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Retirement Savings: How Much Will Workers Have When They Retire?

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Publication Date: January 2007

Publisher(s): Library of Congress. Congressional Research Service

Series: RL33845

Topic: Banking and finance (Personal finance and saving)

Abstract:

Over the past 25 years, an important change has occurred in the structure of employer-sponsored retirement plans in the private sector. Although the percentage of the workforce who participate in employer-sponsored retirement plans has remained relatively stable at approximately half of all workers, the type of plan by which most workers are covered has changed from defined benefit (DB) pensions to defined contribution (DC) plans. The responsibilities of managing a DB plan -- making contributions, investing the assets, and paying the benefits to retired workers and their survivors -- lie mainly with the employer. In a typical DC plan, the worker must decide whether to participate in the plan, how much to contribute, how to invest the contributions, and what to do with the money in the plan when he or she changes jobs or retires. As a result of the shift from DB plans to DC plans, workers today bear more responsibility for preparing for their financial security in retirement.

According to data collected by the Federal Reserve Board, 45% of households in which the householder or spouse was employed contributed to employer-sponsored retirement plans in 2004, and 58% owned a retirement account of any kind. Among married-couple households in which the householder was under age 35, the median balance in all retirement accounts owned by the household was $19,000 in 2004. Among unmarried householders, the median retirement account balance in 2004 was just $7,000. Among married-couple households headed by individuals between 45 and 54 years old, median retirement assets in 2004 were $103,200. Unmarried householders aged 45 to 54 had a median balance of $32,000. Most households that participated in defined contribution plans in 2004 contributed between 3% and 10% of pay to the plan. Younger households with median earnings contributed about 5% of pay, while median-earnings households 45 and older contributed about 6% of pay.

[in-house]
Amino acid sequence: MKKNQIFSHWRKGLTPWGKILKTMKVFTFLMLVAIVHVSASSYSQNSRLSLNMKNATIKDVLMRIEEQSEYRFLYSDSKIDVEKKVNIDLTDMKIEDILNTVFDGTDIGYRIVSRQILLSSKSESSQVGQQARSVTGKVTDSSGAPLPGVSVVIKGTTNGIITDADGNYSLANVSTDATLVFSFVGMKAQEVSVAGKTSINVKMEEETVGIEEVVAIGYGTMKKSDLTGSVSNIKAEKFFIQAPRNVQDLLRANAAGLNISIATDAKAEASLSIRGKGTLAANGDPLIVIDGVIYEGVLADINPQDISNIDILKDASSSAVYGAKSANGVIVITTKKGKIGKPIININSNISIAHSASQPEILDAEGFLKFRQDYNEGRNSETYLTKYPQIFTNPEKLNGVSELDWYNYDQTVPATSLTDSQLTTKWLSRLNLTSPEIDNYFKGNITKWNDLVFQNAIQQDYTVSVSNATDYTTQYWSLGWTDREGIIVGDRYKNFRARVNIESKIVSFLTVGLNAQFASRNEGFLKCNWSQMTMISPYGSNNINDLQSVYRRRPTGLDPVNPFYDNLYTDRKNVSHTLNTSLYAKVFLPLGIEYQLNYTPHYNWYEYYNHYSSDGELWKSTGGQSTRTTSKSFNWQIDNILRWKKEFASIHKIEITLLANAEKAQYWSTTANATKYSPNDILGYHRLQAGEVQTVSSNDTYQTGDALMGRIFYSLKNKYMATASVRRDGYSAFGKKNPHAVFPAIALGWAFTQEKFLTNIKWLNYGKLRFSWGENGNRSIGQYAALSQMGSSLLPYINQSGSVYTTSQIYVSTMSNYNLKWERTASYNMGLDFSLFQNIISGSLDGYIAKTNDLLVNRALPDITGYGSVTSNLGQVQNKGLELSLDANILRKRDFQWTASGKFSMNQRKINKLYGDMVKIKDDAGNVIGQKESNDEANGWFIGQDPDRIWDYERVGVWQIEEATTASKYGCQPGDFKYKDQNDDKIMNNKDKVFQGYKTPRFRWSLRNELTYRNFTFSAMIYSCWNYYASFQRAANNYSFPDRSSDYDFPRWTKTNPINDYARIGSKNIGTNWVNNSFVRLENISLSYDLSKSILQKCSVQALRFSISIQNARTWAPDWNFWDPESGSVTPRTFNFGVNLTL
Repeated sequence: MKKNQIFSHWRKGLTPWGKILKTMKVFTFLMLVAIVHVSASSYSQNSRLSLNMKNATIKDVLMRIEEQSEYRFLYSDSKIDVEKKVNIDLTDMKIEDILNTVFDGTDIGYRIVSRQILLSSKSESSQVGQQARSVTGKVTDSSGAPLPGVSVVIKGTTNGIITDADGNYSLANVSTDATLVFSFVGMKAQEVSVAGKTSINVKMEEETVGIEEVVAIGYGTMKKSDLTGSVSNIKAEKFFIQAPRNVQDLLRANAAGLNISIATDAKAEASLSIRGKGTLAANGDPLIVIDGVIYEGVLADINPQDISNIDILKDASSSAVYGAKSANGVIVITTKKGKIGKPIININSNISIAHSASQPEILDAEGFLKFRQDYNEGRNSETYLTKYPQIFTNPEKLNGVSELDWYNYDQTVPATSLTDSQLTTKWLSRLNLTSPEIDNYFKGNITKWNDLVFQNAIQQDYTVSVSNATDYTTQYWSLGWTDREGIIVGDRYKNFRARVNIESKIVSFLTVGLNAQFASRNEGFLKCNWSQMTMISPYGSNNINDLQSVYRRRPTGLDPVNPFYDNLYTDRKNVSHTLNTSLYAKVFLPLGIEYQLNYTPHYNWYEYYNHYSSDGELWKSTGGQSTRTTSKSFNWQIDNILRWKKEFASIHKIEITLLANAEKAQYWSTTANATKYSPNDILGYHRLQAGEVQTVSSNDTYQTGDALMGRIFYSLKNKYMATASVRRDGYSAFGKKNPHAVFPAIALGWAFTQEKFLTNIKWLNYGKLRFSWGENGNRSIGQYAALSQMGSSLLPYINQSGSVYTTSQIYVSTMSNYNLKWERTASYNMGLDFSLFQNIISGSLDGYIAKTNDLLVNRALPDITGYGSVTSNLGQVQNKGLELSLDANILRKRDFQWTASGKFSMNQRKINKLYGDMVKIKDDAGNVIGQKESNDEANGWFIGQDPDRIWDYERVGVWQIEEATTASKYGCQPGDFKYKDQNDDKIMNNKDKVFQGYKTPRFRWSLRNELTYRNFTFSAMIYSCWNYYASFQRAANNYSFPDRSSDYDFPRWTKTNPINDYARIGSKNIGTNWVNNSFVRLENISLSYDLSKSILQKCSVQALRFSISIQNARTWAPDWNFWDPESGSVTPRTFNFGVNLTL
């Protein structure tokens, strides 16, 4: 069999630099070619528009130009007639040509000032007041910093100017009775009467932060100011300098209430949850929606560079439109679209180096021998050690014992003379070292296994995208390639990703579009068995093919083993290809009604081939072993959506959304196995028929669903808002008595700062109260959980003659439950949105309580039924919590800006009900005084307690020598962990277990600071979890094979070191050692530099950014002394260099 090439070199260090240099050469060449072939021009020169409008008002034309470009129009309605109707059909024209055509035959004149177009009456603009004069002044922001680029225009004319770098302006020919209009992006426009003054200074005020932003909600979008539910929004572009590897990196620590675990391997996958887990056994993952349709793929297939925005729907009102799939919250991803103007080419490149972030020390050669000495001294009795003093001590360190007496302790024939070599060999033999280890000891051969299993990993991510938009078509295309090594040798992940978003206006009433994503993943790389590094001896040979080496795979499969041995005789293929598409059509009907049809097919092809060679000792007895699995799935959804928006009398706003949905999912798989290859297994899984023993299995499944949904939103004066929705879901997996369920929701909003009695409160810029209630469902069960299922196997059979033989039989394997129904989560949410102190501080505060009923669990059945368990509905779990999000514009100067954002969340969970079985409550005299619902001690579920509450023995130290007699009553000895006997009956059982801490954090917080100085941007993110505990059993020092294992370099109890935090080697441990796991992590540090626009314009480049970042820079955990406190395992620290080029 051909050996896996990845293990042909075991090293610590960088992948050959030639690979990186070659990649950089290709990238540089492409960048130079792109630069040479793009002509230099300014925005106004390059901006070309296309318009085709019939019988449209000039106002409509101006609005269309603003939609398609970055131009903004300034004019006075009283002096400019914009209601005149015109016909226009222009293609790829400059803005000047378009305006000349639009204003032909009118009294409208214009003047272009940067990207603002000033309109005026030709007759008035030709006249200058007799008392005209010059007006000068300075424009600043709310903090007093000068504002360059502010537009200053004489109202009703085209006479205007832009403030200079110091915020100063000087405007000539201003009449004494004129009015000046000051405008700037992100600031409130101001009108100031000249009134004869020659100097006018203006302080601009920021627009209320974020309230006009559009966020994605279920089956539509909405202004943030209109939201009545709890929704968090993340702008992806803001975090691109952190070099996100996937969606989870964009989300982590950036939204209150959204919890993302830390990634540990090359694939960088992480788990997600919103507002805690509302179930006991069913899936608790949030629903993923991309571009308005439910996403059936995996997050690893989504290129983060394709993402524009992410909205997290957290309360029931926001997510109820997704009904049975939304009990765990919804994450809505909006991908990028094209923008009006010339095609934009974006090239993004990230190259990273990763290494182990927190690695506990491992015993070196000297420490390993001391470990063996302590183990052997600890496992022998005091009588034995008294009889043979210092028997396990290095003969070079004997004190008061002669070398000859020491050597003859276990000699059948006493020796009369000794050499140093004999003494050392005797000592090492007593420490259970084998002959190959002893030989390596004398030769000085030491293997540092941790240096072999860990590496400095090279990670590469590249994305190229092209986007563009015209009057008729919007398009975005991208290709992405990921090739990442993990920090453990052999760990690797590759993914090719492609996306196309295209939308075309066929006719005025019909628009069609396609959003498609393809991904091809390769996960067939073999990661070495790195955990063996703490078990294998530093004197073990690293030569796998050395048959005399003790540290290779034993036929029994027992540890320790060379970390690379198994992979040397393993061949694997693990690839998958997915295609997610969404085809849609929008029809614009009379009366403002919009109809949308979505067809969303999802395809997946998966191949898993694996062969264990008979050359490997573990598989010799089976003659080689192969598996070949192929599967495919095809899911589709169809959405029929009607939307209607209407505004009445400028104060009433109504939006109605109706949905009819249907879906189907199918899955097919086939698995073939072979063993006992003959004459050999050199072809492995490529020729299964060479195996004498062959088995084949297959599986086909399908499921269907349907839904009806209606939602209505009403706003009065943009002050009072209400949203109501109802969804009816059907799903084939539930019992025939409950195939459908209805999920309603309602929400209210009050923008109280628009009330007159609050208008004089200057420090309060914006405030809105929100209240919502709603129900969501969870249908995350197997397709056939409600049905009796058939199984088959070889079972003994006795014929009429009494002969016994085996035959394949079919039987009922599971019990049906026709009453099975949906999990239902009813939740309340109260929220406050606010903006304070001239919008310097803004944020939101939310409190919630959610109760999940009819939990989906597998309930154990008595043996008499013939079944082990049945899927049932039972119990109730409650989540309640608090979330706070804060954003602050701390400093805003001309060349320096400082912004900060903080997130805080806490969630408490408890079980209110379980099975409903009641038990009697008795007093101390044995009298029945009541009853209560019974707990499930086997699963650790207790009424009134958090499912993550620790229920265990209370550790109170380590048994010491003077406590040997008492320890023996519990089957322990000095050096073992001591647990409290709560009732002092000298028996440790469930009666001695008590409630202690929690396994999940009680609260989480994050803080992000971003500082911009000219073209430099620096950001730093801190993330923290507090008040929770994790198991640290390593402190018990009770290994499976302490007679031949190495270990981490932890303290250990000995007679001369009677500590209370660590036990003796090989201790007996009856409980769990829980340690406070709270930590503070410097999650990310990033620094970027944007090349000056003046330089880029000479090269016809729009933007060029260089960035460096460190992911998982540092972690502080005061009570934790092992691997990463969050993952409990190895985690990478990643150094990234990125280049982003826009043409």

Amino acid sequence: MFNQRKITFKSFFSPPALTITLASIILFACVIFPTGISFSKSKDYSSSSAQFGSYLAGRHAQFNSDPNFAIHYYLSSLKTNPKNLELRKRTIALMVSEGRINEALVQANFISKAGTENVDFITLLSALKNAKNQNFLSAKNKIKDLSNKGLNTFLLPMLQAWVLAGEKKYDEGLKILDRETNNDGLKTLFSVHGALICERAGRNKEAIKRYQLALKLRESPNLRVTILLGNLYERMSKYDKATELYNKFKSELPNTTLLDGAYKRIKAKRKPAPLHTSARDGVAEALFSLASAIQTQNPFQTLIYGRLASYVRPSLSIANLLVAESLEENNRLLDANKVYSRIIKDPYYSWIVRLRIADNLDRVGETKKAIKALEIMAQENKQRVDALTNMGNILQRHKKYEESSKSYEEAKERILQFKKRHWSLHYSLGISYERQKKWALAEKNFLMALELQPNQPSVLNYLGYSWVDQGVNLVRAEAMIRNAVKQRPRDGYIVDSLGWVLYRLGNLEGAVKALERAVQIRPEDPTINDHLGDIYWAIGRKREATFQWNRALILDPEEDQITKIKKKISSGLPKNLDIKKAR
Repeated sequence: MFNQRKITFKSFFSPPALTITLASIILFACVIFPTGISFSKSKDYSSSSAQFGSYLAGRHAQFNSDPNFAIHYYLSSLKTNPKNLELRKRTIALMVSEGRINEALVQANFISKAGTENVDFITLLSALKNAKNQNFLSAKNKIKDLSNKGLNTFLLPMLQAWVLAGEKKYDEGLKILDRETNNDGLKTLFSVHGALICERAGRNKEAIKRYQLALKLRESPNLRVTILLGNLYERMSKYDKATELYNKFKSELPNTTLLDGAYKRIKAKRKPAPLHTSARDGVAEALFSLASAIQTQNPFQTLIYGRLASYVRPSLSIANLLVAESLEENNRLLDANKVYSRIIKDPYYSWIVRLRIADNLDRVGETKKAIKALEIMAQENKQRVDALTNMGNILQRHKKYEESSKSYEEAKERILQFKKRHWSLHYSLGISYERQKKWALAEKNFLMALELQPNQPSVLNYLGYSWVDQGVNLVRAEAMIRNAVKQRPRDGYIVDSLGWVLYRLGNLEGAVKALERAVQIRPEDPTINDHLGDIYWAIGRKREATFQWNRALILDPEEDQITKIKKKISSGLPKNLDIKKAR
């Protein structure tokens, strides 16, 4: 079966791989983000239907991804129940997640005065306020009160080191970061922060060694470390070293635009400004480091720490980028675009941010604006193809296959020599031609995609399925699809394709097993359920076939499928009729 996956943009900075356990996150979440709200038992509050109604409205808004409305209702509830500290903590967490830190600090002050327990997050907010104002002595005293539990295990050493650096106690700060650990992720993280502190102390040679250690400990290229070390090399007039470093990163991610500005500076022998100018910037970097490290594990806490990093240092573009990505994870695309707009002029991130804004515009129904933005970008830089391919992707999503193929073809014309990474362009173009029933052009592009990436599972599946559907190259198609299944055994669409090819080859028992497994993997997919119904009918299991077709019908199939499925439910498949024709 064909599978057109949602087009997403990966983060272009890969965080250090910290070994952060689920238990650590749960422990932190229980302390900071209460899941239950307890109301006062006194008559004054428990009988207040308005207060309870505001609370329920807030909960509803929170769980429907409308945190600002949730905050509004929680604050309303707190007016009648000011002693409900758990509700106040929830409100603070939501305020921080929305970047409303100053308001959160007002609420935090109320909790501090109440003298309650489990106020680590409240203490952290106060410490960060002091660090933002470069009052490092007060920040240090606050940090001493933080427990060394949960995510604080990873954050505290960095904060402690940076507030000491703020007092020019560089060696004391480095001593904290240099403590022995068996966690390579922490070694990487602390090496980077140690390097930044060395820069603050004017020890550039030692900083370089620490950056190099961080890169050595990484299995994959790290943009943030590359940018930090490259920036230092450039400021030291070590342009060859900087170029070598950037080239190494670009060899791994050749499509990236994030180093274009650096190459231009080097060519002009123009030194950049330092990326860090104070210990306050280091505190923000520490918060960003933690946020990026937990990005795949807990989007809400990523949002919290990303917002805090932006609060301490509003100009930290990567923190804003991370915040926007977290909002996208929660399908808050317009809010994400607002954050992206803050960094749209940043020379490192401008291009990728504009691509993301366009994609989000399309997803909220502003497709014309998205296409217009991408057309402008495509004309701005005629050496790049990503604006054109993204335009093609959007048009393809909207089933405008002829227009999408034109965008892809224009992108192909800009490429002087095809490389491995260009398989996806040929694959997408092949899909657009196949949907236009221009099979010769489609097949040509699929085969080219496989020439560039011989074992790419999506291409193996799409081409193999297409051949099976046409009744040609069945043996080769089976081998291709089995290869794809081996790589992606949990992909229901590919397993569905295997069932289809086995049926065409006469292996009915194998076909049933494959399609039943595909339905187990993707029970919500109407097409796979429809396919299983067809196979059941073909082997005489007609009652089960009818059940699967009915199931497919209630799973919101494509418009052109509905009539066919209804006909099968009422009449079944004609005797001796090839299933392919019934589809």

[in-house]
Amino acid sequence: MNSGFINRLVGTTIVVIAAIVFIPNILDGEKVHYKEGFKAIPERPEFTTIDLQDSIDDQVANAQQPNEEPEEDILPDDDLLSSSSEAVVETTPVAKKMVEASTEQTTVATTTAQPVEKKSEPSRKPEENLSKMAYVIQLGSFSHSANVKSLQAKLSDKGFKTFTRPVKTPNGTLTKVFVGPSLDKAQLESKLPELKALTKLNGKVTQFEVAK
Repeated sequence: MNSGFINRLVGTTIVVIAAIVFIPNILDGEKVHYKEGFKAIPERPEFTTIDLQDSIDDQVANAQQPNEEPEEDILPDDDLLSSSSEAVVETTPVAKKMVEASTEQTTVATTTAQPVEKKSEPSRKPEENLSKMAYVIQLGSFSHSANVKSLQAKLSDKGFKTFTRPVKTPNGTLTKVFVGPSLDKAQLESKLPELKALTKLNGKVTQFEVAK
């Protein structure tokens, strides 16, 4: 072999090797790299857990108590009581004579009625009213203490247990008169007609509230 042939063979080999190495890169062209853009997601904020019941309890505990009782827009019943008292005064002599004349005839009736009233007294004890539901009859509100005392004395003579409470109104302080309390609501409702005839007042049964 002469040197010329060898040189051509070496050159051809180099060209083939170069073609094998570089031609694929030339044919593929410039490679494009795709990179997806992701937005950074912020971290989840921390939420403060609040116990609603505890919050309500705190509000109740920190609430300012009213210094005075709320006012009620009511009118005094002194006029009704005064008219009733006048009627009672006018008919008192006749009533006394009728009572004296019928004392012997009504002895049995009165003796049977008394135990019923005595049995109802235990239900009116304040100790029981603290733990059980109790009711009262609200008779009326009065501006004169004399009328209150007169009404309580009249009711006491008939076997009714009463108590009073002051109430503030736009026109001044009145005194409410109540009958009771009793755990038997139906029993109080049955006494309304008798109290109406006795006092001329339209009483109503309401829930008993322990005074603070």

The report also presents the results of an analysis of the amount of retirement savings that households might be able to accumulate by age 65 under a number of different scenarios. The analysis shows how varying the age at which households begin to save for retirement, the percentage of their earnings that they save, and the rate of return on investment can affect the amount of retirement savings the household will accumulate. Using Monte Carlo methods that simulate the variability of investment rates of return, we found that a married-couple household that contributed 8% of pay annually for 30 years beginning at age 35 to a retirement plan invested in a mix of stocks and bonds could expect have accumulated $468,000 (in 2004 dollars) by age 65 if rates of return were at the median over the 30-year period. Nevertheless, given the variability of rates of return, there is a 5% chance that the couple would have $961,000 or more and a 5% chance that the couple would have $214,000 or less. Higher contribution rates and longer investment periods lead to higher account balances, but also increase the impact of the variability of investment rates of return. At a 10% contribution rate over 30 years, the household could expect to accumulate $594,000, with a 90% probability that account would total between $301,000 and $1.2 million. Saving 8% of pay over 40 years, the household could expect to accumulate $844,000, with a 90% probability that the account would total between $370,000 and $2 million. This report will not be updated.